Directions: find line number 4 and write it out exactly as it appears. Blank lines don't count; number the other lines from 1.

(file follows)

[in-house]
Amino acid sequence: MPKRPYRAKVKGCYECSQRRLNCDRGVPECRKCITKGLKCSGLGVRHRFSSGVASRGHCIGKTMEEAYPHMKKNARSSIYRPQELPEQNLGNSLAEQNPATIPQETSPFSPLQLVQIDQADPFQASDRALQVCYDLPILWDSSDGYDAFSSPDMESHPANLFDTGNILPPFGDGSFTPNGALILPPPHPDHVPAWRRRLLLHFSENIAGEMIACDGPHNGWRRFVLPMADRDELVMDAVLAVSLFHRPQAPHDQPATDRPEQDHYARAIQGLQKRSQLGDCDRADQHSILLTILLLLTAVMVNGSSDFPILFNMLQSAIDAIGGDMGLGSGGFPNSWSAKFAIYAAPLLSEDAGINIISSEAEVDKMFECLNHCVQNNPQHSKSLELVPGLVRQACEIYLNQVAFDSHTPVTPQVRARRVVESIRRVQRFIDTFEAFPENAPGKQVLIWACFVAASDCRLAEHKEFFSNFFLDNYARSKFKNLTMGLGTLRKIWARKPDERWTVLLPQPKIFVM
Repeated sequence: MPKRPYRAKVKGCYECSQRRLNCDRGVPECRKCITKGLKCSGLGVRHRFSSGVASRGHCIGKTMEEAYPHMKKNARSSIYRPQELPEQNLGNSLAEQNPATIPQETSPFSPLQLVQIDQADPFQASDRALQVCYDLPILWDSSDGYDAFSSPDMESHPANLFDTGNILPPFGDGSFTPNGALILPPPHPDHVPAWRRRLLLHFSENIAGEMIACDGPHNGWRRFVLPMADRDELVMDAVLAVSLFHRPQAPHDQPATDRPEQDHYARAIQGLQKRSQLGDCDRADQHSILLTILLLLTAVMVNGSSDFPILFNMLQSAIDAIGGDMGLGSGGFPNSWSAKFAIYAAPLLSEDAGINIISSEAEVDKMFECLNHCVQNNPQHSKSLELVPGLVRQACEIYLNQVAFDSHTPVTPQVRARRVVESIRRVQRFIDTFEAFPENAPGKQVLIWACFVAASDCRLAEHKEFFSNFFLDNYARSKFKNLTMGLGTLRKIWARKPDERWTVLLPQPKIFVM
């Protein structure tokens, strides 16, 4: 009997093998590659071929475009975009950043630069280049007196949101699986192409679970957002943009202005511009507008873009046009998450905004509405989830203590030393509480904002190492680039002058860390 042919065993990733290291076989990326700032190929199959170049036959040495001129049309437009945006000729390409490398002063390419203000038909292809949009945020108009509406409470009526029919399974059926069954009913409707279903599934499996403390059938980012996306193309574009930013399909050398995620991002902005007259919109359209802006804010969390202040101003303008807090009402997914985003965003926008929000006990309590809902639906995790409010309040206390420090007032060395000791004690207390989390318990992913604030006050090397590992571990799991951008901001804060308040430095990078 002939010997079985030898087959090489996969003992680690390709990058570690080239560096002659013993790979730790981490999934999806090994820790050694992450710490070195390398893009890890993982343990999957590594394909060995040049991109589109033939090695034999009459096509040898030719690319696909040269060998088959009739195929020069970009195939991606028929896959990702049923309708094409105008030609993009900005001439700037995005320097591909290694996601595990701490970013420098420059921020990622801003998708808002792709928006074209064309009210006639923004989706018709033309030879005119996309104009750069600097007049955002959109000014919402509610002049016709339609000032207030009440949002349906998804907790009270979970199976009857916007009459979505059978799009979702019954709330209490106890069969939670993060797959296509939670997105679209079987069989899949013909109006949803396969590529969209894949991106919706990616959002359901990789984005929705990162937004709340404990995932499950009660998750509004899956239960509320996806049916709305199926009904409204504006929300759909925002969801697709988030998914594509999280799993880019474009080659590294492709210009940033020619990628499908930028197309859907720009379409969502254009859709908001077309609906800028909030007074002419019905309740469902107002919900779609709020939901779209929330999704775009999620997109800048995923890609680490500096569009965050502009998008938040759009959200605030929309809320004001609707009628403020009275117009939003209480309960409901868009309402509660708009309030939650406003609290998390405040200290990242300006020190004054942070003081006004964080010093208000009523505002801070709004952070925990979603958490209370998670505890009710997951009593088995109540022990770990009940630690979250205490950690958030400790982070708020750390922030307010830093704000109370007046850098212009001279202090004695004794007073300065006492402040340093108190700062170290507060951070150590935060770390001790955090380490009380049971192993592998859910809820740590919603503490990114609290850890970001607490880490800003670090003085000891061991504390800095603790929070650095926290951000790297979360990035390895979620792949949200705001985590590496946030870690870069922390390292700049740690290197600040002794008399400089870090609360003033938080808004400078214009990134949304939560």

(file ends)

């Protein structure tokens, strides 16, 4: 009997093998590659071929475009975009950043630069280049007196949101699986192409679970957002943009202005511009507008873009046009998450905004509405989830203590030393509480904002190492680039002058860390 042919065993990733290291076989990326700032190929199959170049036959040495001129049309437009945006000729390409490398002063390419203000038909292809949009945020108009509406409470009526029919399974059926069954009913409707279903599934499996403390059938980012996306193309574009930013399909050398995620991002902005007259919109359209802006804010969390202040101003303008807090009402997914985003965003926008929000006990309590809902639906995790409010309040206390420090007032060395000791004690207390989390318990992913604030006050090397590992571990799991951008901001804060308040430095990078 002939010997079985030898087959090489996969003992680690390709990058570690080239560096002659013993790979730790981490999934999806090994820790050694992450710490070195390398893009890890993982343990999957590594394909060995040049991109589109033939090695034999009459096509040898030719690319696909040269060998088959009739195929020069970009195939991606028929896959990702049923309708094409105008030609993009900005001439700037995005320097591909290694996601595990701490970013420098420059921020990622801003998708808002792709928006074209064309009210006639923004989706018709033309030879005119996309104009750069600097007049955002959109000014919402509610002049016709339609000032207030009440949002349906998804907790009270979970199976009857916007009459979505059978799009979702019954709330209490106890069969939670993060797959296509939670997105679209079987069989899949013909109006949803396969590529969209894949991106919706990616959002359901990789984005929705990162937004709340404990995932499950009660998750509004899956239960509320996806049916709305199926009904409204504006929300759909925002969801697709988030998914594509999280799993880019474009080659590294492709210009940033020619990628499908930028197309859907720009379409969502254009859709908001077309609906800028909030007074002419019905309740469902107002919900779609709020939901779209929330999704775009999620997109800048995923890609680490500096569009965050502009998008938040759009959200605030929309809320004001609707009628403020009275117009939003209480309960409901868009309402509660708009309030939650406003609290998390405040200290990242300006020190004054942070003081006004964080010093208000009523505002801070709004952070925990979603958490209370998670505890009710997951009593088995109540022990770990009940630690979250205490950690958030400790982070708020750390922030307010830093704000109370007046850098212009001279202090004695004794007073300065006492402040340093108190700062170290507060951070150590935060770390001790955090380490009380049971192993592998859910809820740590919603503490990114609290850890970001607490880490800003670090003085000891061991504390800095603790929070650095926290951000790297979360990035390895979620792949949200705001985590590496946030870690870069922390390292700049740690290197600040002794008399400089870090609360003033938080808004400078214009990134949304939560």